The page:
Apollo landers, Neil Armstrong's bootprint and other human artifacts on Moon officially protected by new US law

Who cares what happens to bootprints on the Moon? All humans should. And thankfully the US Congress and president agree.

Michelle L.D. Hanlon, Professor of Air and Space Law, University of Mississippi • conversation
Jan. 12, 2021 ~9 min

 space  nasa  moon  mining  spacex  space-tourism  artemis  space-law  lunar-lander

Metal pollution is leaving scallops helpless against crabs and lobsters

New research points to 'heavy metals' having unseen effects on a much larger scale than previously thought.

Roland Kröger, Professor, Department of Physics, University of York • conversation
Nov. 5, 2020 ~7 min

shellfish mining heavy-metals marine-ecology marine-pollution scallops ecotoxicoloy isle-of-man

A proposed mine threatens Minnesota's Boundary Waters, the most popular wilderness in the US

Conservation or copper? A proposed mine in northern Minnesota pits industrial jobs against a thriving outdoor economy.

Char Miller, W. M. Keck Professor of Environmental Analysis and History, Pomona College • conversation
Oct. 5, 2020 ~10 min

conservation forests water-pollution fishing donald-trump-administration mining rivers minerals outdoors lakes copper wilderness us-forest-service minnesota sonny-perdue camping

Coal mining in Wales: the 1930s writers who depicted the environmental calamity caused by the pits

The miners might be fondly remembered, but literature helps us bear in mind the environmental damage the industry caused.

Seth Armstrong Twigg, Doctoral Researcher in Welsh industrial literature, Cardiff University • conversation
Aug. 24, 2020 ~6 min

environment mining wales

Coal mining in Wales: the 1930s writers who warned of environmental calamity caused by pits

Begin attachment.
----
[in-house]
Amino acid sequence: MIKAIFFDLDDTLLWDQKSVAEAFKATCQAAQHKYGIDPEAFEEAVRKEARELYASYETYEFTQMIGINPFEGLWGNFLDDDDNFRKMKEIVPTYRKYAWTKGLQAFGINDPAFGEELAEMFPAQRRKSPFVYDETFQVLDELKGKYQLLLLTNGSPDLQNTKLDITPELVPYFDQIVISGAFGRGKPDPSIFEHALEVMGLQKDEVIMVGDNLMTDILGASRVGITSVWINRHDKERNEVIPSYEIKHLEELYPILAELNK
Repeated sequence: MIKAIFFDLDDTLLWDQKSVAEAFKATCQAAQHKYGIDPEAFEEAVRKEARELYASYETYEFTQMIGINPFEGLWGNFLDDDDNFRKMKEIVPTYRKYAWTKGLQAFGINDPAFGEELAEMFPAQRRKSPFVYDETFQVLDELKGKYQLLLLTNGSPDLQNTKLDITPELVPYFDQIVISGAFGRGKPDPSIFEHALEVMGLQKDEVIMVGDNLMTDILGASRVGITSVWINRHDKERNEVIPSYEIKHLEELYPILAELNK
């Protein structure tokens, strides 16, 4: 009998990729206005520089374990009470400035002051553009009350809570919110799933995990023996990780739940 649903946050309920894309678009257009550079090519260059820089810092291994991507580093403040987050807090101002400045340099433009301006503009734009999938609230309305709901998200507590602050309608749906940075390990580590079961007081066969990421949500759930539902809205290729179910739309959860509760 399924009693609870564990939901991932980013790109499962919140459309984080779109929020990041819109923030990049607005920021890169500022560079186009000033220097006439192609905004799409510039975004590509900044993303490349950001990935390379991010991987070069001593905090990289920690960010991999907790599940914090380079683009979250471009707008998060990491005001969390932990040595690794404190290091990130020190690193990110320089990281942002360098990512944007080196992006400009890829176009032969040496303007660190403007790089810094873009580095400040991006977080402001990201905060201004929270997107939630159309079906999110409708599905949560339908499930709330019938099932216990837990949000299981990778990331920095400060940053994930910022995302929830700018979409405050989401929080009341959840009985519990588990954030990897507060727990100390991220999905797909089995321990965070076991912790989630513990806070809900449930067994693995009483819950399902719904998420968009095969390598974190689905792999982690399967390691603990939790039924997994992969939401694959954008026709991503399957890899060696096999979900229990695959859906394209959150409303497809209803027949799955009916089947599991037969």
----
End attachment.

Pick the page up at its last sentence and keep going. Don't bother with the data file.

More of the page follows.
The miners might be fondly remembered, but literature helps us bear in mind the environmental damage the industry caused.

Seth Armstrong Twigg, Doctoral Researcher in Welsh industrial literature, Cardiff University • conversation
Aug. 24, 2020 ~6 min

environment mining wales

A rush is on to mine the deep seabed, with effects on ocean life that aren't well understood

Companies are eager to mine the deep ocean for valuable mineral deposits. But scientists are concerned about impacts on sea life, including creatures that haven't even been discovered yet.

Elizabeth Mendenhall, Assistant Professor of Marine Affairs and Political Science, University of Rhode Island • conversation
Aug. 17, 2020 ~9 min

mining minerals oceans marine-biology metals international-law clean-energy-future law-of-the-sea international-seabed-authority

Can UK fossil fuel companies now be held accountable for contributing to climate change overseas?

How Zambian farmers won the right to pursue claims in UK courts – and why UK polluters should be worried

Sam Varvastian, PhD researcher, Cardiff University • conversation
May 28, 2020 ~7 min

climate-change mining environmental-law zambia copper-mining fossil-fuel-industry corporate-responsibility

Gold rush, mercury legacy: Small-scale mining for gold has produced long-lasting toxic pollution, from 1860s California to modern Peru

Small-scale gold mining operations in developing countries are major sources of toxic mercury pollution, using techniques that haven't changed much since the California Gold Rush 150 years ago.

Jasmine Parham, Ph.D. Student in Biology, Duke University • conversation
May 28, 2020 ~10 min

amazon air-pollution mercury mining mine-tailings california us-history gold metals peru toxic-waste minamata-convention

Mine waste dams threaten the environment, even when they don't fail

Dams built to hold enormous quantities of toxic mining waste have a long history of spills. Decisions in the Pacific Northwest threaten three free-flowing rivers there.

Julian D. Olden, Professor of Aquatic and Fishery Sciences, University of Washington • conversation
Feb. 24, 2020 ~9 min

 brazil  canada  dams  water-pollution  mining  regulation  rivers  alaska  heavy-metals  mine-tailings

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